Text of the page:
After two years in the making, Bandwidth Monitor has been released in version 2.1.0. Of course, I wasn’t actively developing throughout the entire time. Most of the features were done every now and then, whenever I got the time for it.

Version 2.1.0 includes a few features and quality of life improvements that did not make it into the initial 2.0.0 release.

First up, it is now possible to long-press on a graph to see a list of values. This allows you to dig into the detailed values over time. It will update over time as well, as the bandwidth values continue to be updated in the background.

Detailed list of bandwidth values for a graph

Second, on the main screen I added the value for the average bandwidth value of a graph over the displayed time period. In addition, you’ll notice that it now shows you the OS version of the FRITZ!Box you are connected to.

Main view showing bandwidth graphs and values

A big improvement is the UPnP SSDP discovery process when adding new hosts. Previously, the app relied on the fact that your router was usually accessible via the hostname. If it wasn’t, you could only add yours by hand by typing in its IP or hostname. Now, if you are on the same network, the app will search for devices that might be supported and show them to you in the list. This allows you to easily add multiple routers on the current network, if needed.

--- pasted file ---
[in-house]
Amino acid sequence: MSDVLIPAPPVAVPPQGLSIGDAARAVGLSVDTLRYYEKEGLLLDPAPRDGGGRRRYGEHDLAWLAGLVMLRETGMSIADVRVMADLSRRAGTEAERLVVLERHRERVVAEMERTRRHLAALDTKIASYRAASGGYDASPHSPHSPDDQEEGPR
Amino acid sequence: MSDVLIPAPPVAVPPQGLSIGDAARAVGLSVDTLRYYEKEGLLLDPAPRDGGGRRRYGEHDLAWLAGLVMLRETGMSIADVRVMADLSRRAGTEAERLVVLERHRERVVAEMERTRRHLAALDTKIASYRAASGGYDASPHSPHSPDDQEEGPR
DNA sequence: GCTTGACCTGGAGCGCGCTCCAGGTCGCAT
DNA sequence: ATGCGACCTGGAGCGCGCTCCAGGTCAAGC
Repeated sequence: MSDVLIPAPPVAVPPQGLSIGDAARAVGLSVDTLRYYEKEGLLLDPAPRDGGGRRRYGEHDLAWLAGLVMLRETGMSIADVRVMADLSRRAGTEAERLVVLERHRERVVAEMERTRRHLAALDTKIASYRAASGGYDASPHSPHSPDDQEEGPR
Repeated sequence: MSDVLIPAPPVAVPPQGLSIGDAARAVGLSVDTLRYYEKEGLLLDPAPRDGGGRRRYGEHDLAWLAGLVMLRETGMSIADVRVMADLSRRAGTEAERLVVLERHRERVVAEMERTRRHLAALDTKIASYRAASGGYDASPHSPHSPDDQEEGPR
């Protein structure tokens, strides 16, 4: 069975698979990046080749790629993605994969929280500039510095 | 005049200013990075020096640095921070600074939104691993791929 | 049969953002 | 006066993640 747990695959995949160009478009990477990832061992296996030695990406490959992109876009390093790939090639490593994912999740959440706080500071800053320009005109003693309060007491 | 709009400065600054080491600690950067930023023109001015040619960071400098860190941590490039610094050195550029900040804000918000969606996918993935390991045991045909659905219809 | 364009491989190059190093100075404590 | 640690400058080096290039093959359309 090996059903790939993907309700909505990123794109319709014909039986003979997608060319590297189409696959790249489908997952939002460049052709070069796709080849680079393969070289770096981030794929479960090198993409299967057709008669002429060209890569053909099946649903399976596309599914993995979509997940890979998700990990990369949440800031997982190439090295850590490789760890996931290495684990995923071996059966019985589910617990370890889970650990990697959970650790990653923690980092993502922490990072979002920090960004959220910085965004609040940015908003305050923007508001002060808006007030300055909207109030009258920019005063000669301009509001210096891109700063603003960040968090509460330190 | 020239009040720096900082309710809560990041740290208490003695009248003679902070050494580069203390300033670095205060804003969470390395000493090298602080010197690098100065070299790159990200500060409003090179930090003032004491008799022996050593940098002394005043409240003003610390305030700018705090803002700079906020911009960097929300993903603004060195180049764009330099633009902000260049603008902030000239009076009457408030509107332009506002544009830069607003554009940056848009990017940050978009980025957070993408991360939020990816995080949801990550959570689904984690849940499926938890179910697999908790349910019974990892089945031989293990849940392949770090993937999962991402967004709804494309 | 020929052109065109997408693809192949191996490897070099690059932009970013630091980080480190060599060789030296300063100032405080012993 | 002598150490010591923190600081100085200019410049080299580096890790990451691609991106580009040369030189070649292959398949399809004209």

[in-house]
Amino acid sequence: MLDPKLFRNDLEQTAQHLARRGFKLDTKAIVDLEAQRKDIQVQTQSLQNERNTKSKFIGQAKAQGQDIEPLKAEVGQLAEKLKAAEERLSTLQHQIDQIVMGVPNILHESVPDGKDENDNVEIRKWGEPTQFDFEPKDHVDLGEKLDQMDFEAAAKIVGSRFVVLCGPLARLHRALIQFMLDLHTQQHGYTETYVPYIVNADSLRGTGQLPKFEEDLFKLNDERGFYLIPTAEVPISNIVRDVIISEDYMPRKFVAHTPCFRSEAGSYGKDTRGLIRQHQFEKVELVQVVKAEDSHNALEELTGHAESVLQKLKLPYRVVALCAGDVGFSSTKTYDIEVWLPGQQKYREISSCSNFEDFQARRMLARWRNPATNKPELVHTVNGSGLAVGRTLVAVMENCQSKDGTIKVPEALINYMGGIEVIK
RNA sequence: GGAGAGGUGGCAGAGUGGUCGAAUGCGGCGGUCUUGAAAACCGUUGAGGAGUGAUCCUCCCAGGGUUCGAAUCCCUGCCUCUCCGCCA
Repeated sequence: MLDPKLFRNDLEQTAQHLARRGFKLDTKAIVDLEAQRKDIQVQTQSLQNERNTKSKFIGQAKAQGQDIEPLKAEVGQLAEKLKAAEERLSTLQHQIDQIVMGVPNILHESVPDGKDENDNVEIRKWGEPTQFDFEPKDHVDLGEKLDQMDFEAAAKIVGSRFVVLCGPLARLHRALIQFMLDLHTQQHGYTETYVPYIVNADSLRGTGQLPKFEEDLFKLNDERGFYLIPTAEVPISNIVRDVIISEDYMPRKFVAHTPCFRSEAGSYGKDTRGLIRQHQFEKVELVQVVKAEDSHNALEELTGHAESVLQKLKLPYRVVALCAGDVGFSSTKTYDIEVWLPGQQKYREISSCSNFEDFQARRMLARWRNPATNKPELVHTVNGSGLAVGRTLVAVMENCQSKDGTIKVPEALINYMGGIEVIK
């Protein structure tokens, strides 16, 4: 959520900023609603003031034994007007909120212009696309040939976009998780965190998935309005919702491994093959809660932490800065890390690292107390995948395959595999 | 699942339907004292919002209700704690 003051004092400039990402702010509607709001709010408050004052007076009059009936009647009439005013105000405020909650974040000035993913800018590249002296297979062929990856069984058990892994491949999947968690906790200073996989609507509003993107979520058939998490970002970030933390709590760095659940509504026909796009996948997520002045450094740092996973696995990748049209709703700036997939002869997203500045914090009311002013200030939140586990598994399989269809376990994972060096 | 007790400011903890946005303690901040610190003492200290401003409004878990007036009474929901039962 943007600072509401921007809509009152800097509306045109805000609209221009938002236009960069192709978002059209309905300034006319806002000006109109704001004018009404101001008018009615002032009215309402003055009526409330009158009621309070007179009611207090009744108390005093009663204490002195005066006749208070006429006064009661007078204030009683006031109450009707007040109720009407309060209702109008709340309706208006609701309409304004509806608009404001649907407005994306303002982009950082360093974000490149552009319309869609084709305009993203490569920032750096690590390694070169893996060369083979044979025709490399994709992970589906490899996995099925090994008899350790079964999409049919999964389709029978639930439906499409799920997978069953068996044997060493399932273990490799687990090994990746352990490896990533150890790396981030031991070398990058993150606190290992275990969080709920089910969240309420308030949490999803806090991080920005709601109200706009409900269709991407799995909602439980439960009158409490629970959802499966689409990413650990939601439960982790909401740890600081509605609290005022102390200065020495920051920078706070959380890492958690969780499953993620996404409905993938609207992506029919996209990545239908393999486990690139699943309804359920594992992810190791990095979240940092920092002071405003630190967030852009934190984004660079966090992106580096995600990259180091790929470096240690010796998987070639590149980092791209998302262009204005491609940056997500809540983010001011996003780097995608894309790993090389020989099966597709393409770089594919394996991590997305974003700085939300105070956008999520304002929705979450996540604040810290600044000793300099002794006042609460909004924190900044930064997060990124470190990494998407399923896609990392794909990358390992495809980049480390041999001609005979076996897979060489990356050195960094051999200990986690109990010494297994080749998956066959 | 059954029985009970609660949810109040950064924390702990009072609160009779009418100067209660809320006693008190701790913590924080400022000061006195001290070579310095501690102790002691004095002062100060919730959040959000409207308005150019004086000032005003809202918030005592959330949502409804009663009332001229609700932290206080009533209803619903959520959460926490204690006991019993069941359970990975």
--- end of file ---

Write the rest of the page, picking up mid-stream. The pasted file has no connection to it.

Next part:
Note that this feature is dependant on the multicast address being available. This is due to the way NWMulticastGroups are currently implemented in iOS. So if you have other apps that implement the SSDP protocol they might be blocking it unintentionally. As long as you update to version 2.1.1, it will not stop you from adding hosts as usual, though.

There are a few more new preferences like being able to explicitly set the stay-on behavior of the app. Previously, the app would always keep the screen awake as long as you were charging. Now, you are in full control and can even leave the screen on all the time with Bandwidth in the foreground.

The last thing I’ll touch on is support for Guided Access. It is a feature designed to limit the use of your device to a single app. There are a few use cases, like handing your phone off to a stranger or presenting it in a kiosk scenario. Either way, when the app detects that you are running in Guided Access it will disable the preferences and share buttons so that the person in front of the device is unable interact with anything else than the graph data itself.

I hope to be able to put more work into the app in the near future and am looking forward to hearing your feedback.